Manchester housing maintenance workers strike

Unite activist Ian Allinson interviewed shop steward Colin Pitt about the ongoing strike for pay parity and against housing maintenance on the cheap.

Manchester City Council has got rid of its council housing, which is now run by housing associations such as Northwards Housing, outside whose offices strikers were protesting on Friday. Maintenance, formerly carried out by the council’s Direct Works department, has also been outsourced. The 180 strikers are employed by Manchester Working Limited / Mears. The Council retains a significant stake in Manchester Working, and strikers believe the council has the power to ensure the dispute is settled.

Colin Pitt, one of the shop stewards, explained the situation:

Employers have responded aggressively to the action, threatening to stop holiday accrual (which would not be legal) and to clamp strikers’ cars. Strikers are angry that their pay lags far behind that of people doing similar work for other employers. The strike has a wider significance because other bosses are now using these workers as a “benchmark” to justify not giving pay rises for their own staff.

The strikers are mainly former members of the UCATT construction union, which recently merged into Unite and sits within Unite’s construction sector.

The workers want to escalate the strikes, which have been going on for five weeks and are currently Mondays, Thursday and Fridays, to every day. To do this, they need support.

A letter appealing for support has been issued by Unite’s north-west region. You can support the strikers by:

  1. Visiting pickets, typically 7:30-10am on strike days, at Hendham Vale, by the junction of Hazelbottom Road and Vale Park Way (map)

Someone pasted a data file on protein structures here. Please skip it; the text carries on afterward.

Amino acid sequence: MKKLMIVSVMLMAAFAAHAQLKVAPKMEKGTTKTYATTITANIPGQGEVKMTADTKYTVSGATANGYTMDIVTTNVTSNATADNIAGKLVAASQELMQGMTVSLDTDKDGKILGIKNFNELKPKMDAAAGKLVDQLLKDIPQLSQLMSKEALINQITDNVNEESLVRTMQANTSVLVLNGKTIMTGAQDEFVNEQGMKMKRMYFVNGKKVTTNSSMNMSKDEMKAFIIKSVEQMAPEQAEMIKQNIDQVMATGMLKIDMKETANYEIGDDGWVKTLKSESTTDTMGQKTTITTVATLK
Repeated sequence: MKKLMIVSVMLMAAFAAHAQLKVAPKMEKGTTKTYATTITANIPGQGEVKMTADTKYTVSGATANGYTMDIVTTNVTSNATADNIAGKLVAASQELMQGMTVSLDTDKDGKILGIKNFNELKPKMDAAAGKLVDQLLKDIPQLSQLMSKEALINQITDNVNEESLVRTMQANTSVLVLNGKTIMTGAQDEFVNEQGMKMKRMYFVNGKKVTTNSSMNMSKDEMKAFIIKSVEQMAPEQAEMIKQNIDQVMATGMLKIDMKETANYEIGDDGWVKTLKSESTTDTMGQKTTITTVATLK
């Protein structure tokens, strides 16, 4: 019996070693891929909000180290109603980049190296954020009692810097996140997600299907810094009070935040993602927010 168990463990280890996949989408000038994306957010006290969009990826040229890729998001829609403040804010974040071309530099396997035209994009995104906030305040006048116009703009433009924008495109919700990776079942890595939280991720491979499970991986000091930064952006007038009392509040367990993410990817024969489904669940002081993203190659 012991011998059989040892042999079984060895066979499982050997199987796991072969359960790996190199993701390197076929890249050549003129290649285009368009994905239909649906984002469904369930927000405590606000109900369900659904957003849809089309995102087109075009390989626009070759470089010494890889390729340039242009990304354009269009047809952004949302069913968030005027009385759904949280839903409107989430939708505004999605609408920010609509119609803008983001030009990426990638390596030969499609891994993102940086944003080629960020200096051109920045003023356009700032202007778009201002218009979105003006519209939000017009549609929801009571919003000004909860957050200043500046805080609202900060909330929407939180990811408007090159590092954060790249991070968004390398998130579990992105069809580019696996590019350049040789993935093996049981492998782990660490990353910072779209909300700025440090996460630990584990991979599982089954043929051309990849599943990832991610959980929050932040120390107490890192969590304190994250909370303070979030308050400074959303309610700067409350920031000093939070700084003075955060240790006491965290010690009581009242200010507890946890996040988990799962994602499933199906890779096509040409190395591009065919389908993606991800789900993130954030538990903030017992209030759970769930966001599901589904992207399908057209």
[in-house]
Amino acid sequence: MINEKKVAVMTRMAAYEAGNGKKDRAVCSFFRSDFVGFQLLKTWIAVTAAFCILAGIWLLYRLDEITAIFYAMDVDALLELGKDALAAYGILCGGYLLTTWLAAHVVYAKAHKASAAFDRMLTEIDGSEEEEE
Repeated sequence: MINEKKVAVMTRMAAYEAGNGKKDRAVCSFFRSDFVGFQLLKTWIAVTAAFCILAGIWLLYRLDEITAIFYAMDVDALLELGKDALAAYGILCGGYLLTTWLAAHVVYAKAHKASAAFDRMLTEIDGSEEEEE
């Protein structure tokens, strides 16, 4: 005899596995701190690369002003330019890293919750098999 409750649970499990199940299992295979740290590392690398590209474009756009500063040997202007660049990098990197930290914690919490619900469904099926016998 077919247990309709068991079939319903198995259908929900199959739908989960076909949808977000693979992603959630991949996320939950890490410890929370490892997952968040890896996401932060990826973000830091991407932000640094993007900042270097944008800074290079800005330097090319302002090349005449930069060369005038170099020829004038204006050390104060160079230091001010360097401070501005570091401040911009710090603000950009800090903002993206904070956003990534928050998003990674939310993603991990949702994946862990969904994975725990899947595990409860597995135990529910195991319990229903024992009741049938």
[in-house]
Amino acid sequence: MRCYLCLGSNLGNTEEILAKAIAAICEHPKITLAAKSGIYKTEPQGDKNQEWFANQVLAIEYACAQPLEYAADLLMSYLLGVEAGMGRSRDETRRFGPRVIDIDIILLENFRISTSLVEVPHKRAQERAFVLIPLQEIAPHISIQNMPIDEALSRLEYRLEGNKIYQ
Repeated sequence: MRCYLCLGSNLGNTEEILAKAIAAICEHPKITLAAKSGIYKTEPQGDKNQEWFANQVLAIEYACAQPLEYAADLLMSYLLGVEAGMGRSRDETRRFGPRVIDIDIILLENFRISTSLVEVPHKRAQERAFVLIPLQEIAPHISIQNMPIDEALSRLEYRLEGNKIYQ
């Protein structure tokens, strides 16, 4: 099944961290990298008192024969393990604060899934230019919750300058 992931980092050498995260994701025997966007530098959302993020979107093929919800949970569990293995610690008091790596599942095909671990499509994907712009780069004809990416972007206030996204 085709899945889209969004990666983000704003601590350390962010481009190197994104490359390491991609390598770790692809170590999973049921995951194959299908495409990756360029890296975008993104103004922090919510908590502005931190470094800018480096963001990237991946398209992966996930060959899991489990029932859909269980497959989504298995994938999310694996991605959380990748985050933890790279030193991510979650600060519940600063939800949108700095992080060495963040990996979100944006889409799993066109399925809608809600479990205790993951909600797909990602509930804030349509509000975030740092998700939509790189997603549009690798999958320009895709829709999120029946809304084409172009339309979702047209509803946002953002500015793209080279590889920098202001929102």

2. Donate to the strike fund by cheque payable to “UCATT UD.393 Manchester 1st Branch”, sent to Andy Fisher, Unite, 2 Churchill Way, Liverpool, L3 8EF, or online to account 46034412 sort code 60-83-01.
  3. Send a message of support to Colin Pitt via
  4. Join a protest on Thursday 29 June from 9am at Manchester Central Convention Complex (GMEX), where Mears will be meeting from 11am with other employers in their industry


  1. Even Pinochet reversed his private good public bad mania,when he then implemented a public works programme that Allende would have balked at

  2. There’s an excellent Guardian article at about how the Grenfell refurbishment was done by a complex chain of contractors and sub-contractors. It raises questions about whether anyone really takes responsibility for the whole of the work when projects are structured like this. As the editor of Building Design says, there was a time when councils had their own architects. When I worked for Manchester Housing Department in the 1980s the Council had both City Architects and Direct Works departments. You can see how privatisation and outsourcing lead to poor quality work, sometimes with tragic results.


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